MILAN — Positive yearend financial projections had Prada chief Patrizio Bertelli in a decidedly upbeat mood during a roundtable discussion organized here by luxury goods consultant Carlo Pambianco.
This story first appeared in the November 7, 2003 issue of WWD. Subscribe Today.
But as for the big news of the week — the resignations of Gucci Group’s Tom Ford and Domenico De Sole — Bertelli said he hadn’t expected “it would get to this. It’s a very delicate situation. I hope they will rethink their decision. I had gotten used to the competition with Gucci, which always pushed us to do better.”
Bertelli and De Sole exchanged greetings when the latter appeared in a video conference during the meeting, which focused on branding and competition in fashion. Asked by the press about whether he was planning a future with Ford, De Sole said they were “both professionals who negotiated their contracts in good faith and did not have plans yet.”
De Sole praised Bertelli and Diesel chief Renzo Rosso, also present, for the way they balance innovation and the commercial side of their businesses.
On the sidelines, Bertelli said Prada expects a 45 percent increase in net profit to $57.2 million, or 50 million euros, this year. Sales will be in line with 2002, when they were $1.79 billion, or 1.57 billion euros. Dollars are converted from euros at current exchange. Prada expects 2003 earnings before interest, tax, depreciation and amortization to reach around $228.8 million. By yearend, Bertelli said he expects to reduce the group’s debt to $743.6 million, or 650 million euros, from $1.06 billion last year.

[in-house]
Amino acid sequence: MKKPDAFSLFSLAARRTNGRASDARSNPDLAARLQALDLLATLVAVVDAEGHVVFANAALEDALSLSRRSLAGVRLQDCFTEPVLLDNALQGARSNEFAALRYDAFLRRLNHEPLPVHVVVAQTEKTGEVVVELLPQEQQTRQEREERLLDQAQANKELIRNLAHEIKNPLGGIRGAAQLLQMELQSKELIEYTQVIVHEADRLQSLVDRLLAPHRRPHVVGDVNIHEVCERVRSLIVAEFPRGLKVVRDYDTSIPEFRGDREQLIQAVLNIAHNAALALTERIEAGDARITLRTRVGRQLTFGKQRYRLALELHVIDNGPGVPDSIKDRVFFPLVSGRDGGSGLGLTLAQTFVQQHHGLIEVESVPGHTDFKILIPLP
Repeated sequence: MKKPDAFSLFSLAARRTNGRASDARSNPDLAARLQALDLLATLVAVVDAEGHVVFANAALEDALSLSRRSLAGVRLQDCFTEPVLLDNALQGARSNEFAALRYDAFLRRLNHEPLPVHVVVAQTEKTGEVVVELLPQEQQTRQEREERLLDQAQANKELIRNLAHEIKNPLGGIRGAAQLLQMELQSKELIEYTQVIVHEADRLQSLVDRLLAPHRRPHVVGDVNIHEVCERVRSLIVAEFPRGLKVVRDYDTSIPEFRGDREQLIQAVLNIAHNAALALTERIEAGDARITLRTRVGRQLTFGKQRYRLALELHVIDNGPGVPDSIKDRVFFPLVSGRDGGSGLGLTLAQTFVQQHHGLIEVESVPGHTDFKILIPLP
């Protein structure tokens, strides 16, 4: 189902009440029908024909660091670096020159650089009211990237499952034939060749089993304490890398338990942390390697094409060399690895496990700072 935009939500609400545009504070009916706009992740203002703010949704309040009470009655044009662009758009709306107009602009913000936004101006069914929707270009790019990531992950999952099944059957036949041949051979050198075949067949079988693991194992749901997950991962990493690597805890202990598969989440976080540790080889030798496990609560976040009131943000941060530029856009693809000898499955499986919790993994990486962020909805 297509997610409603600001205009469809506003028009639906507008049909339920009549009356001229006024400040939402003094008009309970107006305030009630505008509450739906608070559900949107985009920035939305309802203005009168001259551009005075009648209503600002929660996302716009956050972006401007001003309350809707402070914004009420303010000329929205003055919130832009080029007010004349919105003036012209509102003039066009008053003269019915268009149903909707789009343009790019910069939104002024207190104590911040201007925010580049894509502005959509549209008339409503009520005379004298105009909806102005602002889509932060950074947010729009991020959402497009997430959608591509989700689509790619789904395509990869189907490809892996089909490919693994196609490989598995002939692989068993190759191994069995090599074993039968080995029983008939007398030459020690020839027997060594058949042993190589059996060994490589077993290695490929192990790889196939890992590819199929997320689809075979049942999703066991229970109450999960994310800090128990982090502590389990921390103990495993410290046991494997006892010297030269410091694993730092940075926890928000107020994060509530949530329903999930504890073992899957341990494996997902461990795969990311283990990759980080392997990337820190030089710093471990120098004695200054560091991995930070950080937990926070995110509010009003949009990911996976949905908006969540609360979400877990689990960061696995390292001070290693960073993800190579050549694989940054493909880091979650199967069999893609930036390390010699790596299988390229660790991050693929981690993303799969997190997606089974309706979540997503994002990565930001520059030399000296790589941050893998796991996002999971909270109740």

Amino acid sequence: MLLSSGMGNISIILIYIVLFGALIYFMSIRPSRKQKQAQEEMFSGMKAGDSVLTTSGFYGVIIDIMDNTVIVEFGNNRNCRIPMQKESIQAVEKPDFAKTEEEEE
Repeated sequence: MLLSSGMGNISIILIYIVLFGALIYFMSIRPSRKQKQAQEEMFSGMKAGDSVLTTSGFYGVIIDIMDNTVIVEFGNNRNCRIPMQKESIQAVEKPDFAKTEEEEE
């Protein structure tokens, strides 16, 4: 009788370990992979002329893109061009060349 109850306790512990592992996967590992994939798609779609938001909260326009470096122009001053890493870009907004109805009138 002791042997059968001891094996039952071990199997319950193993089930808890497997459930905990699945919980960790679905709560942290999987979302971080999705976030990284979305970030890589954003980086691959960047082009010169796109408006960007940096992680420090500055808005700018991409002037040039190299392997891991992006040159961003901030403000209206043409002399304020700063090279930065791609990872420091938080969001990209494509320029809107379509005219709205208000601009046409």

Bertelli said he plans to sell 55 percent of the British footwear firm, Church’s, to Swiss Equinox Investment shortly. This adds 10 percent to the original 45 percent stake agreed to in a preliminary agreement drawn out last April. “Prada will maintain control of the board of directors, however, and continue to develop the brand,” said Bertelli, who also reiterated that, by yearend, Prada will acquire the Miu Miu license, currently held by the family.
As for the public offering, Bertelli said the project “has not been put away,” and that he will “start examining the papers again in January” for a possible IPO in 2005. Bertelli denied a press report stating he was planning to list the company on Wall Street. “It will be a listing made in Italy,” he said.